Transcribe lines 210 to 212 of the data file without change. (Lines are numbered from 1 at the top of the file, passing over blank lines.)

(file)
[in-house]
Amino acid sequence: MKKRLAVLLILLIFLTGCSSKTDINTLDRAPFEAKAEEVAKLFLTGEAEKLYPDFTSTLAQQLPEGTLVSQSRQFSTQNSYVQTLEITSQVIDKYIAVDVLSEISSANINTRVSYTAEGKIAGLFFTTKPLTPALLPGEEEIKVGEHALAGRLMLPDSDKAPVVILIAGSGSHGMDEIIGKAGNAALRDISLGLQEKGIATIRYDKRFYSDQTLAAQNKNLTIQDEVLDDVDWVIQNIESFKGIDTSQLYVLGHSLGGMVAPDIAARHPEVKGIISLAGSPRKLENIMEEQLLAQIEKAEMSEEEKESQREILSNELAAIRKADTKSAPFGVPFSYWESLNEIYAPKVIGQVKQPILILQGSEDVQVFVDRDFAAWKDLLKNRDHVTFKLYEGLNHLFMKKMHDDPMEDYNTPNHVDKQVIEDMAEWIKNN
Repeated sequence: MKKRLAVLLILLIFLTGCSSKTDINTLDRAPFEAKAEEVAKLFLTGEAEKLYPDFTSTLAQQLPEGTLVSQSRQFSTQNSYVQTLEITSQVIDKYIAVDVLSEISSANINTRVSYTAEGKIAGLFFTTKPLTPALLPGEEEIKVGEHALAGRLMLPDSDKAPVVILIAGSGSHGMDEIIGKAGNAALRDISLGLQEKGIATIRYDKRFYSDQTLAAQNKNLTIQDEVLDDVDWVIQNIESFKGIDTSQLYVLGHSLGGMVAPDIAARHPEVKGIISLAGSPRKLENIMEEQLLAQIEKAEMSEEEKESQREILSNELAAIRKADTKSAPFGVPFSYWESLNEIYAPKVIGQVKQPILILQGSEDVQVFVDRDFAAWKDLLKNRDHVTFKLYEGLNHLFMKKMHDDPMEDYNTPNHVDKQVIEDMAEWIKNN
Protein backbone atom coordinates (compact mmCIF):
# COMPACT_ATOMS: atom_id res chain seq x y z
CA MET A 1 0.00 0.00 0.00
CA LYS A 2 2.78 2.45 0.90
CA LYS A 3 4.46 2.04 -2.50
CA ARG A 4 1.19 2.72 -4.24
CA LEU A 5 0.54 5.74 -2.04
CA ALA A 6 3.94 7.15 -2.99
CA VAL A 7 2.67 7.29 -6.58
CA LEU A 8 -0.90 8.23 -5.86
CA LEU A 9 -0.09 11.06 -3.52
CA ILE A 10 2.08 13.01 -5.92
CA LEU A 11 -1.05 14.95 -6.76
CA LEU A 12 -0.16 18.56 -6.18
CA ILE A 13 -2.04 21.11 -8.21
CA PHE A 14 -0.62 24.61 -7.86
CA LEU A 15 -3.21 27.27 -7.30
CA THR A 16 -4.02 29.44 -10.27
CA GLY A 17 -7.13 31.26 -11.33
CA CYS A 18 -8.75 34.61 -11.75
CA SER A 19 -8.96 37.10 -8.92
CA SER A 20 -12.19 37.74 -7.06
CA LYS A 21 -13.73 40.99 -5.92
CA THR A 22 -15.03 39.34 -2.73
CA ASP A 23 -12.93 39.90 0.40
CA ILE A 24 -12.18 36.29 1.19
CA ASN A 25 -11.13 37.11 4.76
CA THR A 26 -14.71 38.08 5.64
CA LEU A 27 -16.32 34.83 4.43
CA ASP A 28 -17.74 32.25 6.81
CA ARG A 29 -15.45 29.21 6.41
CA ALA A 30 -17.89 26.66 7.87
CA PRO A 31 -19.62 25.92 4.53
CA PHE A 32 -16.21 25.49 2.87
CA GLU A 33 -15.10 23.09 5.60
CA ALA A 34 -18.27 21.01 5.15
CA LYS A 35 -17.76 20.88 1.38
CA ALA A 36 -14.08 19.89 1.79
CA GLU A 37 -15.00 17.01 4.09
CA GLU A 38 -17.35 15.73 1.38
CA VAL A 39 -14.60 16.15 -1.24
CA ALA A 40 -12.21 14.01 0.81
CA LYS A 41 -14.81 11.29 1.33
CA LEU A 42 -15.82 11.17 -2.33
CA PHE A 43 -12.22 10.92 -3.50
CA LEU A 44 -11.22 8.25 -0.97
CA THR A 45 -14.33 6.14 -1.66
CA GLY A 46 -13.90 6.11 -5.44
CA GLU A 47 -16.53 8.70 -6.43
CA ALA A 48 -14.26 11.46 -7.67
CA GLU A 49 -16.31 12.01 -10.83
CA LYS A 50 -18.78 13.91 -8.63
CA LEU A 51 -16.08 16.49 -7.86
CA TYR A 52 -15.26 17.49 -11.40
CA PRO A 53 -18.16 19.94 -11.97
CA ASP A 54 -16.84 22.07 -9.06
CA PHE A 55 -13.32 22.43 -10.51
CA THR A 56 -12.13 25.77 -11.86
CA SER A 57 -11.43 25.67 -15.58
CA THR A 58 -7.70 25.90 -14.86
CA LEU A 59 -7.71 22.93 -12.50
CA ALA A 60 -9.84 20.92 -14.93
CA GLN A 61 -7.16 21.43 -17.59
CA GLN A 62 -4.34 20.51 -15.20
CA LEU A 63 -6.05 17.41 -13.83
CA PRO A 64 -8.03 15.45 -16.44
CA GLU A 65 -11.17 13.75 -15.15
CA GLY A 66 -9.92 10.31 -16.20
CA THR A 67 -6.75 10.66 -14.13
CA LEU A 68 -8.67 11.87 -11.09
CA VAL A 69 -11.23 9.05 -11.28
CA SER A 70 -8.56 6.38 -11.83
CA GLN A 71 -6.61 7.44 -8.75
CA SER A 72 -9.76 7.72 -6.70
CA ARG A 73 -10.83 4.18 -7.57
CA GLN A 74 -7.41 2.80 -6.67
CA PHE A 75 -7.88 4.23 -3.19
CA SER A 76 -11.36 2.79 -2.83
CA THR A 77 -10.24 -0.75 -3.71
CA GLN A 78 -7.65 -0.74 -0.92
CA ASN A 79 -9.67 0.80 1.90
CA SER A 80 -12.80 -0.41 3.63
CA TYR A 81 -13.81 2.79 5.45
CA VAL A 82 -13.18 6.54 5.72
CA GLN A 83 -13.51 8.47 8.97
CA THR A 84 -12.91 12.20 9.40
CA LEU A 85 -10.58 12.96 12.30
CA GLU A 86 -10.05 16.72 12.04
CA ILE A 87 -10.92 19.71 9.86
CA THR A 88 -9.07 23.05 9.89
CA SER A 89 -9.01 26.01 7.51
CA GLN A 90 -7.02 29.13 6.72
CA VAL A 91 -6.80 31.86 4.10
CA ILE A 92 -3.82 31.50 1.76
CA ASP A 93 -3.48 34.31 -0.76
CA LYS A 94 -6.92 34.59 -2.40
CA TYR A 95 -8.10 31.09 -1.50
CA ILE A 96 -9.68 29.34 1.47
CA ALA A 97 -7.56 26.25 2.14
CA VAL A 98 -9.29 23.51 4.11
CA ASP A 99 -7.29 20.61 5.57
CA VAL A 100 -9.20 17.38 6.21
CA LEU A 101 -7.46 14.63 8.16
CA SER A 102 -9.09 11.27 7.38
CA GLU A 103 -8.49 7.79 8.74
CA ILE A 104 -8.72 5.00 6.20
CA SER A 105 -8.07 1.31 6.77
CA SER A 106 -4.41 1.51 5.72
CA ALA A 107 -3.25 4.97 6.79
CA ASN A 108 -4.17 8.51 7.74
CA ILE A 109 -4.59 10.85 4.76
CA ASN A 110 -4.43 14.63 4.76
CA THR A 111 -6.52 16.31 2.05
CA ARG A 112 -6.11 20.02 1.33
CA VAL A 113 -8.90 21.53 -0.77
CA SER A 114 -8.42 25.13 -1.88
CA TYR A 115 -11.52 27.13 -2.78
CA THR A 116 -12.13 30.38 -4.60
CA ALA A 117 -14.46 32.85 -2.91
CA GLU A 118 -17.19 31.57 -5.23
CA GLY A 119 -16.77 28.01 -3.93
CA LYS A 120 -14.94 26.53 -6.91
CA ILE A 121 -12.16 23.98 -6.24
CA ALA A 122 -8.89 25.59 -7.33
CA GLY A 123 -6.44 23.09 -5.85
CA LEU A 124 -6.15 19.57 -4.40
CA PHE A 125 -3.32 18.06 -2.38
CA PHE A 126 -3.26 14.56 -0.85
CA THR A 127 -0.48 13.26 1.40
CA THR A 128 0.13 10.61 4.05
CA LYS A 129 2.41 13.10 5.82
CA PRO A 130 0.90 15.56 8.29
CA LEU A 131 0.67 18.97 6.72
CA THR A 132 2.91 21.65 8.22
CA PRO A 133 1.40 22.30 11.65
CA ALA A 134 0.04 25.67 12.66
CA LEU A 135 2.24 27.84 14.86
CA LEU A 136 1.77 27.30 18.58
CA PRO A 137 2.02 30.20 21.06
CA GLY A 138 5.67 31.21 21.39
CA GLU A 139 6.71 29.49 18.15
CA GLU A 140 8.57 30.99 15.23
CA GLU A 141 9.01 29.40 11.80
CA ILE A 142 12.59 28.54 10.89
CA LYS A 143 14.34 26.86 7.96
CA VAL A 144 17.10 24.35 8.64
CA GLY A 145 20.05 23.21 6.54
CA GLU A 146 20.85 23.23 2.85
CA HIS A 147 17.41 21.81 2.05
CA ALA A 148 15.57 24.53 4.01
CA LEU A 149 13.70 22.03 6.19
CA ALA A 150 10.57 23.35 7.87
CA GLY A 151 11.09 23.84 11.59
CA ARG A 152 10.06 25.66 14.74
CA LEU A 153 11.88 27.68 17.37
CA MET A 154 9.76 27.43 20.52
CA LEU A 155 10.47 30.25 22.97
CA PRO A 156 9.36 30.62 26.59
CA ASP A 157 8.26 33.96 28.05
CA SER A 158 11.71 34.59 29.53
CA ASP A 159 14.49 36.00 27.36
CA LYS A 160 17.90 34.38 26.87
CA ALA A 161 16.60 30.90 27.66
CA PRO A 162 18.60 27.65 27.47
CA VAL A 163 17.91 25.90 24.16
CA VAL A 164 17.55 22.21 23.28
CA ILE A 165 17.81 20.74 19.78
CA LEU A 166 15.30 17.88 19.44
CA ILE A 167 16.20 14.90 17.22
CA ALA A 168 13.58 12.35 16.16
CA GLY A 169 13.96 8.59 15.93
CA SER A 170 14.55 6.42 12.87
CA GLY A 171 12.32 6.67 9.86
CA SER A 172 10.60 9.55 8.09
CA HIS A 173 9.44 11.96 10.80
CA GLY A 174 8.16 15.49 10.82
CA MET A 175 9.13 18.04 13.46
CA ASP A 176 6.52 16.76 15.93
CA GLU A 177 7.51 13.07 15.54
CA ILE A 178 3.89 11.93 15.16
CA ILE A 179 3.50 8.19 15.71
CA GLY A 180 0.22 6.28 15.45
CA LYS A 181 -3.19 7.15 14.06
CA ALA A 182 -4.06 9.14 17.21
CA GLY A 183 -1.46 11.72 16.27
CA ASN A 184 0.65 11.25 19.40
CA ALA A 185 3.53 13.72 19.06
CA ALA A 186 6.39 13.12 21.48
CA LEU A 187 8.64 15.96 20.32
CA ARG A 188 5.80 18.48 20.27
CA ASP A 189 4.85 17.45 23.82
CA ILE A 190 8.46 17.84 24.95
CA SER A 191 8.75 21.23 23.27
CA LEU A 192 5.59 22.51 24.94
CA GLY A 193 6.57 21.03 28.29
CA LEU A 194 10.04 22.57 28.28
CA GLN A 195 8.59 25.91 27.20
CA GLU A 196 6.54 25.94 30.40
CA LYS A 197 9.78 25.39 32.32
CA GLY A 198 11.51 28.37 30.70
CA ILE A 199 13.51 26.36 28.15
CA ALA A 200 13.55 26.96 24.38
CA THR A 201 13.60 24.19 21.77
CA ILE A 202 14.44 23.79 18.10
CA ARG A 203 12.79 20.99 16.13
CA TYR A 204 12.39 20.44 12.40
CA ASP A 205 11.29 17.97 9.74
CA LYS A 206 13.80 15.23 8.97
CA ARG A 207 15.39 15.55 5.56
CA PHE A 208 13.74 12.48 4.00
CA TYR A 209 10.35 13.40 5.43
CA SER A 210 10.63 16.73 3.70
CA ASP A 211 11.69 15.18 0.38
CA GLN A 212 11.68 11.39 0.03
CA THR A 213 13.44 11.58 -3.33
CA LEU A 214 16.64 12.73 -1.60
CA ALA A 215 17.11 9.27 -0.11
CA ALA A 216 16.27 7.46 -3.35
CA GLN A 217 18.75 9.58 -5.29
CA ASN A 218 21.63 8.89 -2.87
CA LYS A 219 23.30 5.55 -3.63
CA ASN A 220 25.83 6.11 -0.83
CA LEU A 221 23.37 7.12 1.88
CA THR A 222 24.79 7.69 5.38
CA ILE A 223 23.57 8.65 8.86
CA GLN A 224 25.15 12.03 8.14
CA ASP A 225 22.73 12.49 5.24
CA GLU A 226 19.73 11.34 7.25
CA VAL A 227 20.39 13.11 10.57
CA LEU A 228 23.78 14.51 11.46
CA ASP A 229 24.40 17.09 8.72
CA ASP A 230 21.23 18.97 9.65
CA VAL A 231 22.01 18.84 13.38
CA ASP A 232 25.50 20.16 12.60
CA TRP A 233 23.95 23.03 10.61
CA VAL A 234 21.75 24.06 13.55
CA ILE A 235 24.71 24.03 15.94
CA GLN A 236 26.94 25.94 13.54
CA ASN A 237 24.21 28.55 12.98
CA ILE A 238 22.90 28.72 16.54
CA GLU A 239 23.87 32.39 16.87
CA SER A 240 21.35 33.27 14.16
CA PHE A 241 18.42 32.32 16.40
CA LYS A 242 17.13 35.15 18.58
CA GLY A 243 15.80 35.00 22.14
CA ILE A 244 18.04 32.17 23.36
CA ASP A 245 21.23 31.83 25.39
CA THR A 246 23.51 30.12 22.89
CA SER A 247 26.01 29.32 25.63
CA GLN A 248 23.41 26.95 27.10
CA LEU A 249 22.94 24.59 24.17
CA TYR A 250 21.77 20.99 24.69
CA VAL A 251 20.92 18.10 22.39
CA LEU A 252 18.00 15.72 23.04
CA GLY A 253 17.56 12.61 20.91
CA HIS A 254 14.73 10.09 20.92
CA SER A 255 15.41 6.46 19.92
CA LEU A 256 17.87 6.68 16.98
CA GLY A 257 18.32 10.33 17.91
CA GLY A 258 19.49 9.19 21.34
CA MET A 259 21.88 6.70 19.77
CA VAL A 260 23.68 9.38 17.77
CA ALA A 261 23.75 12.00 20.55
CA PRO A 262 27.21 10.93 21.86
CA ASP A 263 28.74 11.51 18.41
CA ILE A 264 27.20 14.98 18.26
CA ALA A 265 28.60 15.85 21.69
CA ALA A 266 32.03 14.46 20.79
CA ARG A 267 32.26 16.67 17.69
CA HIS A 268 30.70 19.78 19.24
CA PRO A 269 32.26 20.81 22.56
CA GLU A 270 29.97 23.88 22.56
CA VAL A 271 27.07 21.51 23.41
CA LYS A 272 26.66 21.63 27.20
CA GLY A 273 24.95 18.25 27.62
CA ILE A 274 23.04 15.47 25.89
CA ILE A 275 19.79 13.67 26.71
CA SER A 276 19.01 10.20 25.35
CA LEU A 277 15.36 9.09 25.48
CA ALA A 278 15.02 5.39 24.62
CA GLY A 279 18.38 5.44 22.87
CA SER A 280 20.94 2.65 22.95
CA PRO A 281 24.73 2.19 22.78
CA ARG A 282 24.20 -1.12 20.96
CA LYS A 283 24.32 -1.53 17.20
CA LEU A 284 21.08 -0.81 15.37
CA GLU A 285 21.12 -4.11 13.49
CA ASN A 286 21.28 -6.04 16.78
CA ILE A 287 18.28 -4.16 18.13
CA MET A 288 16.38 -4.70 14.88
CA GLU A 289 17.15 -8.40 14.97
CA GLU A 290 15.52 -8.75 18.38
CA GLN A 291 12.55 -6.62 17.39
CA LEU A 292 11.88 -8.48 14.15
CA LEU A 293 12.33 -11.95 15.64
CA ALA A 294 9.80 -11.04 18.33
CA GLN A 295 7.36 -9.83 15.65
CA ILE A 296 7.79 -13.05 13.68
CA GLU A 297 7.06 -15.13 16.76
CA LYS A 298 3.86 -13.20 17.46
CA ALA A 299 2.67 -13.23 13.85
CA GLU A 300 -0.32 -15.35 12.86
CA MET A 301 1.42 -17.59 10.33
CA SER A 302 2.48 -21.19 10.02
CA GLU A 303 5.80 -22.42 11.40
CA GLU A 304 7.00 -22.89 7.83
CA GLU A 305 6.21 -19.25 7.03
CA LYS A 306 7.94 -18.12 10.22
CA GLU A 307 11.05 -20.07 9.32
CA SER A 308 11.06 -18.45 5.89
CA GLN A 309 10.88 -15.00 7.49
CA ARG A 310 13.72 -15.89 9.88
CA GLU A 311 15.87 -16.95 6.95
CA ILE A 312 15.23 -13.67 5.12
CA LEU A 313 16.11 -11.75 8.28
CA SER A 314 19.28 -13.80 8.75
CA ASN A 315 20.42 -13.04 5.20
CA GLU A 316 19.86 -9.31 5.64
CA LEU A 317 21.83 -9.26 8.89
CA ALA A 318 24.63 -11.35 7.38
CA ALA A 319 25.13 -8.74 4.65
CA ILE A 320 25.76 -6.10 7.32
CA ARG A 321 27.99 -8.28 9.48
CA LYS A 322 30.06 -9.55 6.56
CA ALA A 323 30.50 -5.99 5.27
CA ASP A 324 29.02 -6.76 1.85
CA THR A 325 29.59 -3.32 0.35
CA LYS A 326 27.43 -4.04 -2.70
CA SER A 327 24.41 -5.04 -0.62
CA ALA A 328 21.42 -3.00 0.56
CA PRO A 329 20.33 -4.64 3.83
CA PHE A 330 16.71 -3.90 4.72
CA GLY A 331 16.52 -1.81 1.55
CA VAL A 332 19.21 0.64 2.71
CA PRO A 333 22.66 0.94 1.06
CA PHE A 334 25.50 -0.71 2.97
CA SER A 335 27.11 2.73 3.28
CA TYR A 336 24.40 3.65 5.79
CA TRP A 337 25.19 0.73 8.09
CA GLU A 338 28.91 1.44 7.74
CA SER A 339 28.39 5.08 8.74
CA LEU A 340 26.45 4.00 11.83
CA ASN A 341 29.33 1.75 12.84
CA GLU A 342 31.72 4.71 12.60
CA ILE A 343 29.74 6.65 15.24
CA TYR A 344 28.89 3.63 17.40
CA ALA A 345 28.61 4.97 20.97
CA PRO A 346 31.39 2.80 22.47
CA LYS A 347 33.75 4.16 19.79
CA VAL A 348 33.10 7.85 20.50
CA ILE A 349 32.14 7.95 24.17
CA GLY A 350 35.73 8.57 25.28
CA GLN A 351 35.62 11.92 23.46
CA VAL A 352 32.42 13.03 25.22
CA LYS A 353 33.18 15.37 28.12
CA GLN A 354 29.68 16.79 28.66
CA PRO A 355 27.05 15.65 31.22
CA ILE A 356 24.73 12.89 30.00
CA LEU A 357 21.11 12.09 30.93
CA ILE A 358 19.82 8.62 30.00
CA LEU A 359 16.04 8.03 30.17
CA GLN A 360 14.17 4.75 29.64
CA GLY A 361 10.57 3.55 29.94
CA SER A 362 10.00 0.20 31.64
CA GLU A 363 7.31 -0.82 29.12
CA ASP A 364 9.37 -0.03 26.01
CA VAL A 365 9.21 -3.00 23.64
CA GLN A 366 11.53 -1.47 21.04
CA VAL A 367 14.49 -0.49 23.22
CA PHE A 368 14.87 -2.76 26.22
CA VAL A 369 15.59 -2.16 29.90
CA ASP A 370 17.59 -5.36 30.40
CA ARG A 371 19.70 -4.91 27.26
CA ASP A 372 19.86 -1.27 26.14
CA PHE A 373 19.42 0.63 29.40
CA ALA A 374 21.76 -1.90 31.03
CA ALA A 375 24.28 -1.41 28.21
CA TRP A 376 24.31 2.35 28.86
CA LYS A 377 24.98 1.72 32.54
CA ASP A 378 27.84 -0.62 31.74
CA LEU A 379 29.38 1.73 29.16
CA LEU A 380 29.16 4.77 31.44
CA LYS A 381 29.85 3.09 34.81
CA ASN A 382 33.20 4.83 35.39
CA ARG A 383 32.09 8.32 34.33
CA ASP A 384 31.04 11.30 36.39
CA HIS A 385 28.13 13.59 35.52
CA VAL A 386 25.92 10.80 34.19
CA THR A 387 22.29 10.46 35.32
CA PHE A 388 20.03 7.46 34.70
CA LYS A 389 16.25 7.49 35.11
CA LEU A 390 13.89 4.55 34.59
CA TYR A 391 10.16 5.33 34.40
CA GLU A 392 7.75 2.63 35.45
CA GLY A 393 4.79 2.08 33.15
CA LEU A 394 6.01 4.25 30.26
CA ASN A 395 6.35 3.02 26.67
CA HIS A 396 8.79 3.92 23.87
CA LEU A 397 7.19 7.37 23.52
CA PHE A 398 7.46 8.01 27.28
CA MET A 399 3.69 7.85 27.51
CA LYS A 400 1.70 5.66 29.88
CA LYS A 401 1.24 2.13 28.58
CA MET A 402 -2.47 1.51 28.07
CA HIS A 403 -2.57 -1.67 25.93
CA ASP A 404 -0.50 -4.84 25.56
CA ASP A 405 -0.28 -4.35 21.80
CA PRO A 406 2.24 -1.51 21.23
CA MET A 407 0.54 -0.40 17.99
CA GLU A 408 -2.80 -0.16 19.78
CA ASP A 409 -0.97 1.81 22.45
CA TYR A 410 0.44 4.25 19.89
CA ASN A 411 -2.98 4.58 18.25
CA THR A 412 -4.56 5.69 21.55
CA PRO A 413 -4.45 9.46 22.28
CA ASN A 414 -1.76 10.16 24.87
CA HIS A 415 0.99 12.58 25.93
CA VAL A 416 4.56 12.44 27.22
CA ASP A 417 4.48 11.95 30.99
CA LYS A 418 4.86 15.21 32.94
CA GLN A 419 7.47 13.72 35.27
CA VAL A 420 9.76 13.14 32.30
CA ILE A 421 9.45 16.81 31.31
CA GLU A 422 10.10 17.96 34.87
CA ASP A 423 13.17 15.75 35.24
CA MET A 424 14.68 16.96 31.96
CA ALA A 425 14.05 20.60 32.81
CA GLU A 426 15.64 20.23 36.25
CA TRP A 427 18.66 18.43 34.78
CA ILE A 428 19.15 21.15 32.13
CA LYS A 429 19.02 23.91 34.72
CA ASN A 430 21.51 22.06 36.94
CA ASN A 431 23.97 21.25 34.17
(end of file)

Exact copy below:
CA ASP A 205 11.29 17.97 9.74
CA LYS A 206 13.80 15.23 8.97
CA ARG A 207 15.39 15.55 5.56